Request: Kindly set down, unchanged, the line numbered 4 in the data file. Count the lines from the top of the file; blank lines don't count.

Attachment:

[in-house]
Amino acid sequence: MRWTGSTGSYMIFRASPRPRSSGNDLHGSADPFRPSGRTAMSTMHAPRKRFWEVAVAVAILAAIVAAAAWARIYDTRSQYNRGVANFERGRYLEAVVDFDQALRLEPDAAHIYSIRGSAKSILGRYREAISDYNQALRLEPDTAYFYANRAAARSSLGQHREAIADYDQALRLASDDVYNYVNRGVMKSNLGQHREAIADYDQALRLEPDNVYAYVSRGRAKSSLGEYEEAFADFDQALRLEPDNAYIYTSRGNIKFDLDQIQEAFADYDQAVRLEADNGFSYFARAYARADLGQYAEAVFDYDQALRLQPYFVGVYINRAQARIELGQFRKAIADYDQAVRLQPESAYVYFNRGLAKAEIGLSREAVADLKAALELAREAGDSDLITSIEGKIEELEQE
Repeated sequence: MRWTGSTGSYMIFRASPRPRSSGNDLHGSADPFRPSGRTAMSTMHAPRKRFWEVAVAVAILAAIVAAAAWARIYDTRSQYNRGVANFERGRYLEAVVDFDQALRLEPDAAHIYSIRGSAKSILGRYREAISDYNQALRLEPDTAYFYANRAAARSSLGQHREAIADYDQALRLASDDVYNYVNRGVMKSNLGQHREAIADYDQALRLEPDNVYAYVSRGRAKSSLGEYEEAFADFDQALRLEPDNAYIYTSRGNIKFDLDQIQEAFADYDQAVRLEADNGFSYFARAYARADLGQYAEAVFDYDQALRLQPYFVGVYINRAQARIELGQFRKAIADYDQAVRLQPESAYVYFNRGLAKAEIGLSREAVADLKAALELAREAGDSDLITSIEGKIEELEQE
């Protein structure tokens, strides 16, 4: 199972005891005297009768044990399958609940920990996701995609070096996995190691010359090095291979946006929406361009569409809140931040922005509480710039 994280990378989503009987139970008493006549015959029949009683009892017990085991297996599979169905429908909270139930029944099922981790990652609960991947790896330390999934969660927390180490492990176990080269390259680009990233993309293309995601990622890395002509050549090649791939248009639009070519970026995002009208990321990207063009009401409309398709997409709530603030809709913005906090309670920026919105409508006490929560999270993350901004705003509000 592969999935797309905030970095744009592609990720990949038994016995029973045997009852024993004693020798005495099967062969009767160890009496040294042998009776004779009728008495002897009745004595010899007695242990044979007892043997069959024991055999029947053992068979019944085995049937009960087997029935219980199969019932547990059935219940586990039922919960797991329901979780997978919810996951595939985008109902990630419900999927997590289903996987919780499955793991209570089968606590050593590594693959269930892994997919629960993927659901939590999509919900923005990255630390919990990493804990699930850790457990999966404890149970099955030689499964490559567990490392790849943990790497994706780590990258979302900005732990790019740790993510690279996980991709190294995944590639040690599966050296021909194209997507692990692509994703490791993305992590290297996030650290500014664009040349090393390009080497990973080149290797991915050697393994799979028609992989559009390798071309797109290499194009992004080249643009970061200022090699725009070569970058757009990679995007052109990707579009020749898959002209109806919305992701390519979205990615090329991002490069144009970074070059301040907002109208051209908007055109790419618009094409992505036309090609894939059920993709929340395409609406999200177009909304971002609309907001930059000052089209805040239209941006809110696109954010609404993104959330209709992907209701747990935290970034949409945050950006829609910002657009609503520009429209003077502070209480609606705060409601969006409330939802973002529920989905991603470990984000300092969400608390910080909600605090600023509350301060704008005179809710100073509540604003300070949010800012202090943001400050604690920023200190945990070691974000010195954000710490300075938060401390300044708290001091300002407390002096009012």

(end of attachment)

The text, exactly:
């Protein structure tokens, strides 16, 4: 199972005891005297009768044990399958609940920990996701995609070096996995190691010359090095291979946006929406361009569409809140931040922005509480710039 994280990378989503009987139970008493006549015959029949009683009892017990085991297996599979169905429908909270139930029944099922981790990652609960991947790896330390999934969660927390180490492990176990080269390259680009990233993309293309995601990622890395002509050549090649791939248009639009070519970026995002009208990321990207063009009401409309398709997409709530603030809709913005906090309670920026919105409508006490929560999270993350901004705003509000 592969999935797309905030970095744009592609990720990949038994016995029973045997009852024993004693020798005495099967062969009767160890009496040294042998009776004779009728008495002897009745004595010899007695242990044979007892043997069959024991055999029947053992068979019944085995049937009960087997029935219980199969019932547990059935219940586990039922919960797991329901979780997978919810996951595939985008109902990630419900999927997590289903996987919780499955793991209570089968606590050593590594693959269930892994997919629960993927659901939590999509919900923005990255630390919990990493804990699930850790457990999966404890149970099955030689499964490559567990490392790849943990790497994706780590990258979302900005732990790019740790993510690279996980991709190294995944590639040690599966050296021909194209997507692990692509994703490791993305992590290297996030650290500014664009040349090393390009080497990973080149290797991915050697393994799979028609992989559009390798071309797109290499194009992004080249643009970061200022090699725009070569970058757009990679995007052109990707579009020749898959002209109806919305992701390519979205990615090329991002490069144009970074070059301040907002109208051209908007055109790419618009094409992505036309090609894939059920993709929340395409609406999200177009909304971002609309907001930059000052089209805040239209941006809110696109954010609404993104959330209709992907209701747990935290970034949409945050950006829609910002657009609503520009429209003077502070209480609606705060409601969006409330939802973002529920989905991603470990984000300092969400608390910080909600605090600023509350301060704008005179809710100073509540604003300070949010800012202090943001400050604690920023200190945990070691974000010195954000710490300075938060401390300044708290001091300002407390002096009012």